* War on terror revisited : Part 140May 30, 2013, 12:00 pm
Israeli built Kfir on the Katunayake runway. Powered by US engine, Kfirs of the No 10 squadron spearheaded the offensive
by Shamindra Ferdinando
On the night of April 27, the LTTE mounted a lagoon borne assault on Kayts Island situated west of the Jaffna peninsula, killing 18 soldiers and injuring several others. It was the worst attack on the Sri Lanka Army (SLA) since the LTTE resumed hostilities in the early hours of April 18, 1995, with the sinking of two Chinese gunboats anchored at the Trincomalee harbour (Tigers break truce, sink two boats––The Island April 20, 1995). The LTTE mounted the unprecedented underwater attack on SLNS Suraya and SLNS Ranasuru just three hours after the then President Chandrika Bandaranaike Kumaratunga was informed of the LTTE’s decision to break off negotiations due to the reluctance on the part of the government to vacate the army base at Pooneryn, grant the Tigers permission to carry weapons in government-held areas in the Eastern Province and lift restrictions placed on the fishing community as well as movements of food beyond Vavuniya.
The SLA wanted to transfer some of those soldiers wounded in Thursday’s raid on Kayts to the Anuradhapura hospital. Having received treatment at the Palaly Military hospital, four personnel joined the passengers onboard an HS 748 Avro, the first flight out of the Palaly airfield on April 28, 1995. Although the LTTE had been on the offensive in both the northern and eastern districts, the SLAF continued routine flights. The Avro was on a regular flight. The then Northern Zonal Commander of the SLAF Wing Commander Roger Weerasinghe was among the passengers. The LTTE brought down the aircraft immediately after it took off from Palaly. Those on the ground saw one of the two Rolls Royce engines of the British built aircraft on fire before it exploded. The then military spokesman Brigadier Sarath Munasinghe as well as SLAF headquarters strongly denied an LTTE hand in the disaster when the writer asked them whether an LTTE missile had brought it down. (Air Force plane explodes––40 killed; Engine trouble causes major accident after take-off from Palaly air base ––The Island April 29, 1995).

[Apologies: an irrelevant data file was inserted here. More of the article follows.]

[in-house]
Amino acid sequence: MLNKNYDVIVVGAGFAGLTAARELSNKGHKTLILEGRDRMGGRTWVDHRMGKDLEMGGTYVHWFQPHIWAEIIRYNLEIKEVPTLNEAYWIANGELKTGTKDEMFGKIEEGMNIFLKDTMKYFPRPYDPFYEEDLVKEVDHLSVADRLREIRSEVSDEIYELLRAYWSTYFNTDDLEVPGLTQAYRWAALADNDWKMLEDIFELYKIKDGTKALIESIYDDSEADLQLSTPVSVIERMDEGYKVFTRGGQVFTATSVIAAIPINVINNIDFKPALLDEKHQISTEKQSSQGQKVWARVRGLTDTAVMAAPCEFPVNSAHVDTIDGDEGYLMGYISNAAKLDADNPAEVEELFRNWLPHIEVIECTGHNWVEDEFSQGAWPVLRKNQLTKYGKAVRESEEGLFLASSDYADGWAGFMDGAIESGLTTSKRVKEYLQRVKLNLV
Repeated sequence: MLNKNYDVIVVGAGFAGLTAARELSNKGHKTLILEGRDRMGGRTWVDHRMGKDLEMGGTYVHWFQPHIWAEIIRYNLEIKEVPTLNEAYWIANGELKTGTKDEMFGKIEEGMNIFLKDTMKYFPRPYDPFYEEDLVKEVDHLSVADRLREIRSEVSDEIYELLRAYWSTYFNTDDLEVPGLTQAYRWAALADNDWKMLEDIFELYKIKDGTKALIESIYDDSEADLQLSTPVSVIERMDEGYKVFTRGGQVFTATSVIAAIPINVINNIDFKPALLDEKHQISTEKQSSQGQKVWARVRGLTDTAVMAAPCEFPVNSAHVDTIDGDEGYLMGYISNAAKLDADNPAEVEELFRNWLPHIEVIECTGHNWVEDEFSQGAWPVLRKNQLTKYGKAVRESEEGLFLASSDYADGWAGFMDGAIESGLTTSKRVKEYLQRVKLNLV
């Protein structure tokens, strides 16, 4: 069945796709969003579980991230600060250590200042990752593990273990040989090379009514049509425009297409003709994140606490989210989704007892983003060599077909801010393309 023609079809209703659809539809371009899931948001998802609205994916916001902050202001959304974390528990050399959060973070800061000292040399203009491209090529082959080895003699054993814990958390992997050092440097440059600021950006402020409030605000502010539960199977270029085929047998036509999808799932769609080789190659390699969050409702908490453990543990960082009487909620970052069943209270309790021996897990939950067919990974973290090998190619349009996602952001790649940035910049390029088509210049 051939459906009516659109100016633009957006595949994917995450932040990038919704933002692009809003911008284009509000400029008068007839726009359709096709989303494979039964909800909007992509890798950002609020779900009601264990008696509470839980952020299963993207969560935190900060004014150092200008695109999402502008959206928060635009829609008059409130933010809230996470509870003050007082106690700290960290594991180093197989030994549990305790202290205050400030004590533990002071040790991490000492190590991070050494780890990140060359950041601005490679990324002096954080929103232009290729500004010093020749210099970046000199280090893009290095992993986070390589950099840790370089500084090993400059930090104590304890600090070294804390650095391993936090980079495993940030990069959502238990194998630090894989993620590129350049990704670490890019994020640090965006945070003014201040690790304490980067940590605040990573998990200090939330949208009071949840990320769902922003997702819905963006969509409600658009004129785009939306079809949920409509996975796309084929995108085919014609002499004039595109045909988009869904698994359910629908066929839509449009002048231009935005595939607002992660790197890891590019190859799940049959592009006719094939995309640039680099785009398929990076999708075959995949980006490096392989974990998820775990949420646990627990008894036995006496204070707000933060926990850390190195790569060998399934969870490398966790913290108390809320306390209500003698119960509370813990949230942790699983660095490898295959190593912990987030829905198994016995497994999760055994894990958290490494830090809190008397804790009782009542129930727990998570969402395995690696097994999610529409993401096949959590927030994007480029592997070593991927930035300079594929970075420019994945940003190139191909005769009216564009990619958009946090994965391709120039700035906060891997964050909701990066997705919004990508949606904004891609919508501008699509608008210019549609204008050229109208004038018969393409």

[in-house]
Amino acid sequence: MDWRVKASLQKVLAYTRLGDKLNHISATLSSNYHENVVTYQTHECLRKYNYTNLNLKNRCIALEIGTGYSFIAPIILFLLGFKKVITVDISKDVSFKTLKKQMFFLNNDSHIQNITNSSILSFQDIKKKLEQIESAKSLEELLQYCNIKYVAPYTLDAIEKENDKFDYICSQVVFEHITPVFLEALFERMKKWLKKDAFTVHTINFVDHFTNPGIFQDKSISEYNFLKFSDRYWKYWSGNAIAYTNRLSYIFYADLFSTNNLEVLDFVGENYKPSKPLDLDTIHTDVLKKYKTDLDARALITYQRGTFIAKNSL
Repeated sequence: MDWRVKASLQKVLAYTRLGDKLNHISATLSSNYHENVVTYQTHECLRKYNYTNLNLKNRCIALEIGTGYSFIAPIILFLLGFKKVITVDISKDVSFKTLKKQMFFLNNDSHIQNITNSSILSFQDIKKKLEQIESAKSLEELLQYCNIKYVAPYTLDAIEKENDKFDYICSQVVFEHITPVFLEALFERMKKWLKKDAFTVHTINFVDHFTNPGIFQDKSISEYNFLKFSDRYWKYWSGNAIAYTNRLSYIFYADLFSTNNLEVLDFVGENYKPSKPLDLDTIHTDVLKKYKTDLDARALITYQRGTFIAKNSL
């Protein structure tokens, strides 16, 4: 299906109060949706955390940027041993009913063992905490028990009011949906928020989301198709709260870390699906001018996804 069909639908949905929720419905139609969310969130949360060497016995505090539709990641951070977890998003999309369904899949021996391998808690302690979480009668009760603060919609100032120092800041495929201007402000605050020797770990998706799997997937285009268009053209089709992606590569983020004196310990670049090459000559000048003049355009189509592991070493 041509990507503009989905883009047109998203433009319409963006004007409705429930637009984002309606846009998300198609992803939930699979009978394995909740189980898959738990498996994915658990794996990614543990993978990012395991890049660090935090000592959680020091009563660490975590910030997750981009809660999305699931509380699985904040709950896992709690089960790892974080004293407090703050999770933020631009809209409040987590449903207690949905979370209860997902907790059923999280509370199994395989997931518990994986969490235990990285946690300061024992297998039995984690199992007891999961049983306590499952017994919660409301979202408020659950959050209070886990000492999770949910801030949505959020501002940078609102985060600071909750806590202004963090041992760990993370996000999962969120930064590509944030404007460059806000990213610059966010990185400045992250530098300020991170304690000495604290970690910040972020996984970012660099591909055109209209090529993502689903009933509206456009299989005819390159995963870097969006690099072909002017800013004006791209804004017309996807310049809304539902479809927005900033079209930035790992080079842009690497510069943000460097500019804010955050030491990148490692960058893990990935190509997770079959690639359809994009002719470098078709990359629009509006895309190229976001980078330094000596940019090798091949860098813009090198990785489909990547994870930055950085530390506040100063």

Kolitha Gunatilleke is pictured at the Anuradhapura air base in the early 90s. Argentine-built Pucara attack aircraft in the background